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Spectator Money

Why we should all be eating out more

11 April 2019

10:39 PM

11 April 2019

10:39 PM

Trade associations are even better journalistic sources than talkative taxi drivers. If you want to know what’s happening in the economy of physical goods, consult a conclave of forklift truck operators; for a barometer of optimism among middle-class homeowners, mingle with managers of the nation’s garden centres. And if you want to feel the true pulse of discretionary spending, try suppliers of catering equipment. Invited to address a meeting of the latter on the inevitable topic (‘How the hell did we get into this Brexit mess?’ was my brief), I’m certain I learned more from them than they did from me.

‘Crisis in casual dining’ makes a less eye-catching headline that ‘bloodbath on the high street’ but the problems afflicting chain restaurants are almost as acute as those of retailers such as Debenhams. First came a post-recession surfeit of new eateries, fuelled by private equity competing to back scalable formats. Then came rent and business rate reviews, the fall of the pound affecting costs, reduced availability of European staff, minimum-wage rises and pickier consumers. Lately we’ve seen the likes of Giraffe, Byron, Polpo and Jamie’s Italian closing outlets, renegotiating leases and resorting to ‘company voluntary arrangements’ to hold creditors at bay — not to mention the strange collapse of Patisserie Valerie.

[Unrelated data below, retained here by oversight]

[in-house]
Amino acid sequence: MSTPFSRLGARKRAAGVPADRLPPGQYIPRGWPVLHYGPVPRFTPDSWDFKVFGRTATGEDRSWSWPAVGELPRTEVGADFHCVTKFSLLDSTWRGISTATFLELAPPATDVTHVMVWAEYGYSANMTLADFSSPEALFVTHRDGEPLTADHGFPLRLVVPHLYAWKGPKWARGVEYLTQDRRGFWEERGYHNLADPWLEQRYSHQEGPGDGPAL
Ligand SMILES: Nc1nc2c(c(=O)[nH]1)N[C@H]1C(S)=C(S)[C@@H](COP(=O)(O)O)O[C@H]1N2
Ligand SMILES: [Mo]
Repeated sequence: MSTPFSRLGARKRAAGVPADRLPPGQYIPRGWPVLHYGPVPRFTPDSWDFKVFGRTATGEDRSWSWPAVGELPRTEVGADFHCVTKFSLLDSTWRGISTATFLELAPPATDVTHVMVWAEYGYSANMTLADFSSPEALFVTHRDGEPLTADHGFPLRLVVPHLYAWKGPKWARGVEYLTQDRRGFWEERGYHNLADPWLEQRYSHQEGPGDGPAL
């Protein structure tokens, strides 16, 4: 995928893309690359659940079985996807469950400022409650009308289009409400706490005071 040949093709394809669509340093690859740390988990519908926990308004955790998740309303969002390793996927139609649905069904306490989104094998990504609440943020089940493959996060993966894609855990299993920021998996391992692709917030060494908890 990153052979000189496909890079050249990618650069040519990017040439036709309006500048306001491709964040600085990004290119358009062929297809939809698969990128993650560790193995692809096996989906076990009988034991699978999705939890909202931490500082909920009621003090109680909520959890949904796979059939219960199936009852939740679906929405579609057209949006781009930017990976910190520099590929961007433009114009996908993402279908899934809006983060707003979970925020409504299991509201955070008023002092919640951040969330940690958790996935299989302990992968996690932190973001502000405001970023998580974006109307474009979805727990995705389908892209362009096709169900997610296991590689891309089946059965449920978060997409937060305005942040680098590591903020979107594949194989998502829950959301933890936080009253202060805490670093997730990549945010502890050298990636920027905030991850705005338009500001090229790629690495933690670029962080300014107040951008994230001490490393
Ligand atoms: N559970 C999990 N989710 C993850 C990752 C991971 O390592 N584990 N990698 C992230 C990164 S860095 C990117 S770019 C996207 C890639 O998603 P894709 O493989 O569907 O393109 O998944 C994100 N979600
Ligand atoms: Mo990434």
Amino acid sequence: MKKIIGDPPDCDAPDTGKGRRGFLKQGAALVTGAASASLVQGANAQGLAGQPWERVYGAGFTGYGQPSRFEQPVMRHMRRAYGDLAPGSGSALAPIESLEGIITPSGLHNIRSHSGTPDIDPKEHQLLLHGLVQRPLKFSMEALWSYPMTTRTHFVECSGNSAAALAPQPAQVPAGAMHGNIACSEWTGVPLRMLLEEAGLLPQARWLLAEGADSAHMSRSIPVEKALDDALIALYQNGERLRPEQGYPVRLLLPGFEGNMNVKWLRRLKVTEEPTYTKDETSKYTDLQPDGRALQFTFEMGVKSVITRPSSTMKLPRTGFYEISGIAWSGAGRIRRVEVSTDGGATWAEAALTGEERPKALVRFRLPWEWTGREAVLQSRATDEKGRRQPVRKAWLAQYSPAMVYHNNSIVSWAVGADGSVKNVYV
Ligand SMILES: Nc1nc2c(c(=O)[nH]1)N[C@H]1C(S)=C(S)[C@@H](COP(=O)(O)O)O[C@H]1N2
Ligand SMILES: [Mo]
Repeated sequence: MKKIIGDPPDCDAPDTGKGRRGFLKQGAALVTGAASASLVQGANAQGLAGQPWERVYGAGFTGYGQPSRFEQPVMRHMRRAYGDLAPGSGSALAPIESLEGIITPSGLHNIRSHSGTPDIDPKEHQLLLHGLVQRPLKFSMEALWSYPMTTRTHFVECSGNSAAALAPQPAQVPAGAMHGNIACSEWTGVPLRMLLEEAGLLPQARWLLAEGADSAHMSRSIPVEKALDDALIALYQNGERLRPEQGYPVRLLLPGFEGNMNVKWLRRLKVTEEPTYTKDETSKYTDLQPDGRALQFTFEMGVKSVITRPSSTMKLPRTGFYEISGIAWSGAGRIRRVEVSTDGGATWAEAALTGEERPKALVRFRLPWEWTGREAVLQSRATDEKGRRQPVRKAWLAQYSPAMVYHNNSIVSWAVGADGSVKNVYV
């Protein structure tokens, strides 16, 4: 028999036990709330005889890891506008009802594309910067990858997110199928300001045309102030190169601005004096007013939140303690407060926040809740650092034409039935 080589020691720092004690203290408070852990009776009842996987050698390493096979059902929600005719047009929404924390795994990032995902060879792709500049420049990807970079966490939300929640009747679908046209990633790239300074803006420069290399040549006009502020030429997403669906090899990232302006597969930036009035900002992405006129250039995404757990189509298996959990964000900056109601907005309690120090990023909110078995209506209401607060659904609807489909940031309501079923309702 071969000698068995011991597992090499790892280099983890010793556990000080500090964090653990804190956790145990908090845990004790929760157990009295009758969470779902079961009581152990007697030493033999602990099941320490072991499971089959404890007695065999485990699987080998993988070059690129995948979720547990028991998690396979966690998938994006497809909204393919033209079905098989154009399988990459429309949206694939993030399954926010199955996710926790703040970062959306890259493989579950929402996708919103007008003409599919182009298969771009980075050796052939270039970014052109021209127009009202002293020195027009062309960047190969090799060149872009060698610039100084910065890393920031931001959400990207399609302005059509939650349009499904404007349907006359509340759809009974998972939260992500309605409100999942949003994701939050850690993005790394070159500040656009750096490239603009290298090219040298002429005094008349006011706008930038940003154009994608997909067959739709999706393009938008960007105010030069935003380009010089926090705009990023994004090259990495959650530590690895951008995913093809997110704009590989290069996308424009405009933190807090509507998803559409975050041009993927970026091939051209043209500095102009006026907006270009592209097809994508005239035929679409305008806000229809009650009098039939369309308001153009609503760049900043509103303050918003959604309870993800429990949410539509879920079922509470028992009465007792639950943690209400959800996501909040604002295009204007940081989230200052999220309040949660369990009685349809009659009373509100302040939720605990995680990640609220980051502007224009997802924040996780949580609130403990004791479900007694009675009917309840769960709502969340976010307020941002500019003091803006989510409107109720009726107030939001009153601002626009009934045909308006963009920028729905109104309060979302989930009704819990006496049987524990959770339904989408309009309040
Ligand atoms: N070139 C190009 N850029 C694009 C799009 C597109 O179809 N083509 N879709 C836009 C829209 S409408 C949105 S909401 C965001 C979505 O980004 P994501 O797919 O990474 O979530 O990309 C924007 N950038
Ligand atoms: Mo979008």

Many more are likely to follow; the failure last year, after big rent rises, of the once thriving Villandry ‘grand cafés’ in Great Portland Street, St James’s and Bicester Village was quoted as an example of how the tide turns; one serial restaurant entrepreneur spoke of a shift from ‘peacetime to wartime’ in the way he runs his businesses. The fear is that as shops and banks continue to close, fewer and fewer consumers will choose to spend their diminished spare cash eating out in desolate town centres. Instead, we’ll be slumped at home texting Deliveroo and watching interminable bulletins from Peston and Kuenssberg. That’s such a dismal picture that I can only urge you to buck the trend and book a table today.


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